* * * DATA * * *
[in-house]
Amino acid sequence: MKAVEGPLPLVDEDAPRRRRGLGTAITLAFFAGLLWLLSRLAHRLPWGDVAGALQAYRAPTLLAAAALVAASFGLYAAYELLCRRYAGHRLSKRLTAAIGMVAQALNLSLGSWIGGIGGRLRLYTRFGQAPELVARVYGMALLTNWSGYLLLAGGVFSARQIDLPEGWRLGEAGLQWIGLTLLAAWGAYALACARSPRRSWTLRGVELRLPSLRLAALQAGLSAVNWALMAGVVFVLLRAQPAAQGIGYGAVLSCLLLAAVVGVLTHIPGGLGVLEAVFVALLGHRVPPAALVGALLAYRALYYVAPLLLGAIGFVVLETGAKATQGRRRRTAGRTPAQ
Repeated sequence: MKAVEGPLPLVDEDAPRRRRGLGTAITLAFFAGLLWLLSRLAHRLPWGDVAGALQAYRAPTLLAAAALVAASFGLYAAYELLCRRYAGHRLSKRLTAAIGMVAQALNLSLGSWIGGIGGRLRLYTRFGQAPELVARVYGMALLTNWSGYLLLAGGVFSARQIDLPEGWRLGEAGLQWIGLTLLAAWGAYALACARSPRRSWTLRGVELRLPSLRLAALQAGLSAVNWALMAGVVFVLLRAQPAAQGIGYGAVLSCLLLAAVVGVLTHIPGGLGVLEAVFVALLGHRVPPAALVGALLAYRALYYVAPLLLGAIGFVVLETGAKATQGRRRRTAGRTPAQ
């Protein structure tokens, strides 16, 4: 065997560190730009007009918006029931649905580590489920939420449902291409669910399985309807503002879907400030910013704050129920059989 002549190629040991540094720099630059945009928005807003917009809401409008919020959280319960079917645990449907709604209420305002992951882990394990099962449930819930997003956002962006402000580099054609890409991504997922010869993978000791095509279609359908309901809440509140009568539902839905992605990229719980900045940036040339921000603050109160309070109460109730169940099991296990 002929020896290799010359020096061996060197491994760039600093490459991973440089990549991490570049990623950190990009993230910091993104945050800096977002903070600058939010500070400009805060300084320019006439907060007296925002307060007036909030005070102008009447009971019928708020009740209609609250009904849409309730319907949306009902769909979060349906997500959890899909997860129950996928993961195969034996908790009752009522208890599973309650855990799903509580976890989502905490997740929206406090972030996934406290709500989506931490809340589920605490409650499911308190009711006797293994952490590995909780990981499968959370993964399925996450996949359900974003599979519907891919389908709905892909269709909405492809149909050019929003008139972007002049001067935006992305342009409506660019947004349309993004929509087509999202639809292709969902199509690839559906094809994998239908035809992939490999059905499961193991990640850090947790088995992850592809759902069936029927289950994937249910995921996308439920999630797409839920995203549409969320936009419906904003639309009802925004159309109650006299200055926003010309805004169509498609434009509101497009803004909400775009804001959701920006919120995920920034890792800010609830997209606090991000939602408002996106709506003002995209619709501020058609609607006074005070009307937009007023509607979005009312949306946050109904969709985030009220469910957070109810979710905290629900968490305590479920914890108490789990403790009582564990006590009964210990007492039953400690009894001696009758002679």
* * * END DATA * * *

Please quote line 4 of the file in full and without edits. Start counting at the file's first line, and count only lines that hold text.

């Protein structure tokens, strides 16, 4: 065997560190730009007009918006029931649905580590489920939420449902291409669910399985309807503002879907400030910013704050129920059989 002549190629040991540094720099630059945009928005807003917009809401409008919020959280319960079917645990449907709604209420305002992951882990394990099962449930819930997003956002962006402000580099054609890409991504997922010869993978000791095509279609359908309901809440509140009568539902839905992605990229719980900045940036040339921000603050109160309070109460109730169940099991296990 002929020896290799010359020096061996060197491994760039600093490459991973440089990549991490570049990623950190990009993230910091993104945050800096977002903070600058939010500070400009805060300084320019006439907060007296925002307060007036909030005070102008009447009971019928708020009740209609609250009904849409309730319907949306009902769909979060349906997500959890899909997860129950996928993961195969034996908790009752009522208890599973309650855990799903509580976890989502905490997740929206406090972030996934406290709500989506931490809340589920605490409650499911308190009711006797293994952490590995909780990981499968959370993964399925996450996949359900974003599979519907891919389908709905892909269709909405492809149909050019929003008139972007002049001067935006992305342009409506660019947004349309993004929509087509999202639809292709969902199509690839559906094809994998239908035809992939490999059905499961193991990640850090947790088995992850592809759902069936029927289950994937249910995921996308439920999630797409839920995203549409969320936009419906904003639309009802925004159309109650006299200055926003010309805004169509498609434009509101497009803004909400775009804001959701920006919120995920920034890792800010609830997209606090991000939602408002996106709506003002995209619709501020058609609607006074005070009307937009007023509607979005009312949306946050109904969709985030009220469910957070109810979710905290629900968490305590479920914890108490789990403790009582564990006590009964210990007492039953400690009894001696009758002679």